The Federal Communication Commission repealed net neutrality mid-december, an Obama-era policy that ensured internet service providers allow equal access to keep the Internet a free and open space.
Under the repeal of net neutrality students could be effected because internet service providers could potentially have complete freedom to slow download speeds, block websites and charge more money for certain websites to run quicker if they should choose to do so.
Importance of internet
Erin O’Connor, a senior political science major, is passionate about keeping the internet a free and open space. O’Connor said net neutrality has been an important issue to USD students.
“The threat of losing access to information especially for students in an environment where we use the internet for so much research, and to look for differing views, opinions and sources is the most threatening part of net neutrality repeal,” she said.
O’Connor said it’s essential to get involved in state government if one supports net neutrality.
“Posting on Facebook and voting in national elections is not where the change happens, for people who care about this issue,” she said. “Write your representatives, write your Governors, write your Congress people and get really involved at the state and local level to put enough pressure for state legislature to get involved.”
While net neutrality repeal is a federal deregulation by the FCC, one state has taken the initiative to keep net neutrality regulations in place. On Jan. 22, Montana became the first state to implement net neutrality with the Governor signing off on an executive order.
Local internet service providers
Midco and CenturyLink are two of nine internet service providers in the city of Vermillion. Both companies provide the most wired internet services for Vermillion residents and USD students.
Paige Pearson, director of public and media relations at Midco, said she supports the FCC enacting legislation, which sets guidelines and rules that become federal law.
“As we have recently seen, regulations can be rapidly changed depending upon the party in power and bipartisan legislation is a more permanent solution, which can aid any company in long-term planning,” Pearson said.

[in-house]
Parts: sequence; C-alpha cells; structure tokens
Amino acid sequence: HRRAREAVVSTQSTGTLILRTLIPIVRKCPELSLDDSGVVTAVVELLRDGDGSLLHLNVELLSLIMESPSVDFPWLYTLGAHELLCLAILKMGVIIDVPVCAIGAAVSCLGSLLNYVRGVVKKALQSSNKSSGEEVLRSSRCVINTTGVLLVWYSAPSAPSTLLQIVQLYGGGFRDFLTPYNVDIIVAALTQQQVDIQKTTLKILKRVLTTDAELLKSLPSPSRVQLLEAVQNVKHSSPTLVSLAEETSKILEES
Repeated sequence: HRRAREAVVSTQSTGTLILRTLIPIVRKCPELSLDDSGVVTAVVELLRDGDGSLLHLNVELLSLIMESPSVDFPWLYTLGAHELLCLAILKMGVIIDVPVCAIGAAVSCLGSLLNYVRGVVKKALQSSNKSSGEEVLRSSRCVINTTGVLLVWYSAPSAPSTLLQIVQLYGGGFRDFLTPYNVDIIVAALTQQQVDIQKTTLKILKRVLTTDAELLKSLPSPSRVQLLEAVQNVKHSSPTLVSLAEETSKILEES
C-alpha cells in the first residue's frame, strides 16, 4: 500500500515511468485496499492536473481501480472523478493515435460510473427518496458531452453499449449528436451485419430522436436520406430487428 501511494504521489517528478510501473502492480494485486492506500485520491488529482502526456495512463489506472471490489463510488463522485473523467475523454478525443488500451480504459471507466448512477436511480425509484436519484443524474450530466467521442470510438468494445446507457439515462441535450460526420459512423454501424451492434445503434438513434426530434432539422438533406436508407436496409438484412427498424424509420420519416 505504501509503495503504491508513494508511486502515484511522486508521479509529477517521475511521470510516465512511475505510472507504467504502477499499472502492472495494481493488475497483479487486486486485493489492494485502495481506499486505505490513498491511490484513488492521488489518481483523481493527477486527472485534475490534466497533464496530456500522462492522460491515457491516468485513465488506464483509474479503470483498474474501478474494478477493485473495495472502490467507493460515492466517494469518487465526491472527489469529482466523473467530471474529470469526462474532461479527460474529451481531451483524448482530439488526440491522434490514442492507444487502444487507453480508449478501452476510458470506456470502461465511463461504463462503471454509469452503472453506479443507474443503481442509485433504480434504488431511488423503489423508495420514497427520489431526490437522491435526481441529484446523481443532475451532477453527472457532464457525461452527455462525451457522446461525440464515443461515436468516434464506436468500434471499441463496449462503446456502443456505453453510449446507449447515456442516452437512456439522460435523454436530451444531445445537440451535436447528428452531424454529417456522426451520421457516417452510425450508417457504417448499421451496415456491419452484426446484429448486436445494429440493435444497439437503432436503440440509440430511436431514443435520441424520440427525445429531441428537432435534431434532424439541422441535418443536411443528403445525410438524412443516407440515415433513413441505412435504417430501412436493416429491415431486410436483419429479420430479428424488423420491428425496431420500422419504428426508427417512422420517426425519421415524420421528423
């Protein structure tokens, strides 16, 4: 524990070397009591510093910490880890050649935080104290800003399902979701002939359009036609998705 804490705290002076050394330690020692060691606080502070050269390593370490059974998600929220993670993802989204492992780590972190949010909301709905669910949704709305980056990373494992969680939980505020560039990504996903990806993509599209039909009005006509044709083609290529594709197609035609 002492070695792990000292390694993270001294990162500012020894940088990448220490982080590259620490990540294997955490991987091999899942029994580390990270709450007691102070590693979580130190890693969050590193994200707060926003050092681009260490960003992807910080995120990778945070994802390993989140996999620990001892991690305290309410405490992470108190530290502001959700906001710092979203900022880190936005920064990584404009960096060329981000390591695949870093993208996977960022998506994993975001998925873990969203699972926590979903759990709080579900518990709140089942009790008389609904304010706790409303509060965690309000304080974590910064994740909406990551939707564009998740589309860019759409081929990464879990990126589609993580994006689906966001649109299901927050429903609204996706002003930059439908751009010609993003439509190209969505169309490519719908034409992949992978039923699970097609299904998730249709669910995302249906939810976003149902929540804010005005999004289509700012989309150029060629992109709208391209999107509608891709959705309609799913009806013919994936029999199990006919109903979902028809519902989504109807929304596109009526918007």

Although the FCC narrowly got the votes it needed to pass the repeal, Montana and New York have implemented their own net neutrality through state government legislature.
Richard Braunstein, a political science professor and research associate at USD, said state legislation plays a role in protecting its users from excessively priced internet services.
“State legislature is at liberty to collectively bargain as our public servants to try to find a reasonable cap on fees that can keep services at a high level and not create economic and professional inequalities,” said Braunstein. “Representatives in South Dakota will have to look very hard at what they’re willing to do to protect rural South Dakotans from being priced out of the market of technology that we’re increasingly reliant on.”
While Braunstein believes state legislature is vital to keep internet service providers in check, the demographics of South Dakota’s political ideology conflict with supporting such regulation like net neutrality.
“A defining characteristic of South Dakota is populism, which is generally opposed to government responses,” Braunstein said. “I wouldn’t predict a response to net neutrality by our state government because a person living in rural South Dakota is more likely to be a populist that wants less government regulation at the state and federal level.”
State representatives face challenges with the repeal of net neutrality in deciding whether or not to step in and regulate for South Dakotans.
“State representatives will have to look hard at whether this an issue they’ll want to maintain some regulation on, in terms of negotiating prices that are fair,” said Braunstein. “The nice thing about state government is the ability to collectively bargain for all South Dakotans, which could help set rates they feel are in the best interests for everyone in the state.”